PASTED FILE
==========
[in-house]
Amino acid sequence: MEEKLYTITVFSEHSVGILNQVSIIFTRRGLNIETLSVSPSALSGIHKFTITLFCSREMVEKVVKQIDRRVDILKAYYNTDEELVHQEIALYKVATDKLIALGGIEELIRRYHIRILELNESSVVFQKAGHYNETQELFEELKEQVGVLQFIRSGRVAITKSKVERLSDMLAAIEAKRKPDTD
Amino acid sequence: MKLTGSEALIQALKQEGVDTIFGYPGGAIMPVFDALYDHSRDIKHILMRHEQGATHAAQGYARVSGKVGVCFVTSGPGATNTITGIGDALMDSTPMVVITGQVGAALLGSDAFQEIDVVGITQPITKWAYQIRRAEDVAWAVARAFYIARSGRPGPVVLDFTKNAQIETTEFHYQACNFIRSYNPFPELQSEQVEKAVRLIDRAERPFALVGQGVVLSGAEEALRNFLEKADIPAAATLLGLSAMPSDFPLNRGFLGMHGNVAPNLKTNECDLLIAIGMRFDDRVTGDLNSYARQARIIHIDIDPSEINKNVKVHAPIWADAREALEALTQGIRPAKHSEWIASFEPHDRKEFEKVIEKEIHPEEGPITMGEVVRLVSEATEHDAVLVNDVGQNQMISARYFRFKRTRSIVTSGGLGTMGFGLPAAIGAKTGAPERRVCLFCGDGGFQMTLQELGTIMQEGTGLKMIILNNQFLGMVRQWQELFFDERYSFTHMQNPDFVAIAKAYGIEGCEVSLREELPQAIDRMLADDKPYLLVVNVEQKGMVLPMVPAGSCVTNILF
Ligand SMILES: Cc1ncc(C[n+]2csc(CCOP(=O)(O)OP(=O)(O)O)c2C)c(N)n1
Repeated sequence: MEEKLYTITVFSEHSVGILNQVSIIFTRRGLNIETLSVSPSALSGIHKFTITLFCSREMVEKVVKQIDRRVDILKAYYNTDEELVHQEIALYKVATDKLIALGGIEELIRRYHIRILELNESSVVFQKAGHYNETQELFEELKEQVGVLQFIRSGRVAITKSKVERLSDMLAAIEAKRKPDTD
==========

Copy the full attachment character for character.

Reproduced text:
[in-house]
Amino acid sequence: MEEKLYTITVFSEHSVGILNQVSIIFTRRGLNIETLSVSPSALSGIHKFTITLFCSREMVEKVVKQIDRRVDILKAYYNTDEELVHQEIALYKVATDKLIALGGIEELIRRYHIRILELNESSVVFQKAGHYNETQELFEELKEQVGVLQFIRSGRVAITKSKVERLSDMLAAIEAKRKPDTD
Amino acid sequence: MKLTGSEALIQALKQEGVDTIFGYPGGAIMPVFDALYDHSRDIKHILMRHEQGATHAAQGYARVSGKVGVCFVTSGPGATNTITGIGDALMDSTPMVVITGQVGAALLGSDAFQEIDVVGITQPITKWAYQIRRAEDVAWAVARAFYIARSGRPGPVVLDFTKNAQIETTEFHYQACNFIRSYNPFPELQSEQVEKAVRLIDRAERPFALVGQGVVLSGAEEALRNFLEKADIPAAATLLGLSAMPSDFPLNRGFLGMHGNVAPNLKTNECDLLIAIGMRFDDRVTGDLNSYARQARIIHIDIDPSEINKNVKVHAPIWADAREALEALTQGIRPAKHSEWIASFEPHDRKEFEKVIEKEIHPEEGPITMGEVVRLVSEATEHDAVLVNDVGQNQMISARYFRFKRTRSIVTSGGLGTMGFGLPAAIGAKTGAPERRVCLFCGDGGFQMTLQELGTIMQEGTGLKMIILNNQFLGMVRQWQELFFDERYSFTHMQNPDFVAIAKAYGIEGCEVSLREELPQAIDRMLADDKPYLLVVNVEQKGMVLPMVPAGSCVTNILF
Ligand SMILES: Cc1ncc(C[n+]2csc(CCOP(=O)(O)OP(=O)(O)O)c2C)c(N)n1
Repeated sequence: MEEKLYTITVFSEHSVGILNQVSIIFTRRGLNIETLSVSPSALSGIHKFTITLFCSREMVEKVVKQIDRRVDILKAYYNTDEELVHQEIALYKVATDKLIALGGIEELIRRYHIRILELNESSVVFQKAGHYNETQELFEELKEQVGVLQFIRSGRVAITKSKVERLSDMLAAIEAKRKPDTD